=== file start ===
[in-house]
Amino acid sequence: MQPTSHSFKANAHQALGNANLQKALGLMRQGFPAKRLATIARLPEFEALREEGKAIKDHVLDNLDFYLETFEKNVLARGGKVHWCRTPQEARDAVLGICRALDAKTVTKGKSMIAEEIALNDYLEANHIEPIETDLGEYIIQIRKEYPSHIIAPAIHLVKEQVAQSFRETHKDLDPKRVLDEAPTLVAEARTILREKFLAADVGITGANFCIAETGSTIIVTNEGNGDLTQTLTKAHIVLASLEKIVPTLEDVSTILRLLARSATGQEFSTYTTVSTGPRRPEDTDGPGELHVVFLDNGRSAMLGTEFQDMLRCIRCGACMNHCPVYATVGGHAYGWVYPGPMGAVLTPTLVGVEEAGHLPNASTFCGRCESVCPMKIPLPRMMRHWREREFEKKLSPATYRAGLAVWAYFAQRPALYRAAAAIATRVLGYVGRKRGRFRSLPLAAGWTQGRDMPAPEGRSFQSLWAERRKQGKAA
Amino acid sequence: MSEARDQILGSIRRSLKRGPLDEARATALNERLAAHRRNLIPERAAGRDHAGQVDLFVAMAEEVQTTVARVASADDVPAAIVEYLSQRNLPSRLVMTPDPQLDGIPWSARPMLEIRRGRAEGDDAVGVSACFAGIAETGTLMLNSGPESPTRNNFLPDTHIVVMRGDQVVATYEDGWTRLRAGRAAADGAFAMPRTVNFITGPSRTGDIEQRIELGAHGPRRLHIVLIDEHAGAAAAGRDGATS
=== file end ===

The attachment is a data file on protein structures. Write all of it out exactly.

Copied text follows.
[in-house]
Amino acid sequence: MQPTSHSFKANAHQALGNANLQKALGLMRQGFPAKRLATIARLPEFEALREEGKAIKDHVLDNLDFYLETFEKNVLARGGKVHWCRTPQEARDAVLGICRALDAKTVTKGKSMIAEEIALNDYLEANHIEPIETDLGEYIIQIRKEYPSHIIAPAIHLVKEQVAQSFRETHKDLDPKRVLDEAPTLVAEARTILREKFLAADVGITGANFCIAETGSTIIVTNEGNGDLTQTLTKAHIVLASLEKIVPTLEDVSTILRLLARSATGQEFSTYTTVSTGPRRPEDTDGPGELHVVFLDNGRSAMLGTEFQDMLRCIRCGACMNHCPVYATVGGHAYGWVYPGPMGAVLTPTLVGVEEAGHLPNASTFCGRCESVCPMKIPLPRMMRHWREREFEKKLSPATYRAGLAVWAYFAQRPALYRAAAAIATRVLGYVGRKRGRFRSLPLAAGWTQGRDMPAPEGRSFQSLWAERRKQGKAA
Amino acid sequence: MSEARDQILGSIRRSLKRGPLDEARATALNERLAAHRRNLIPERAAGRDHAGQVDLFVAMAEEVQTTVARVASADDVPAAIVEYLSQRNLPSRLVMTPDPQLDGIPWSARPMLEIRRGRAEGDDAVGVSACFAGIAETGTLMLNSGPESPTRNNFLPDTHIVVMRGDQVVATYEDGWTRLRAGRAAADGAFAMPRTVNFITGPSRTGDIEQRIELGAHGPRRLHIVLIDEHAGAAAAGRDGATS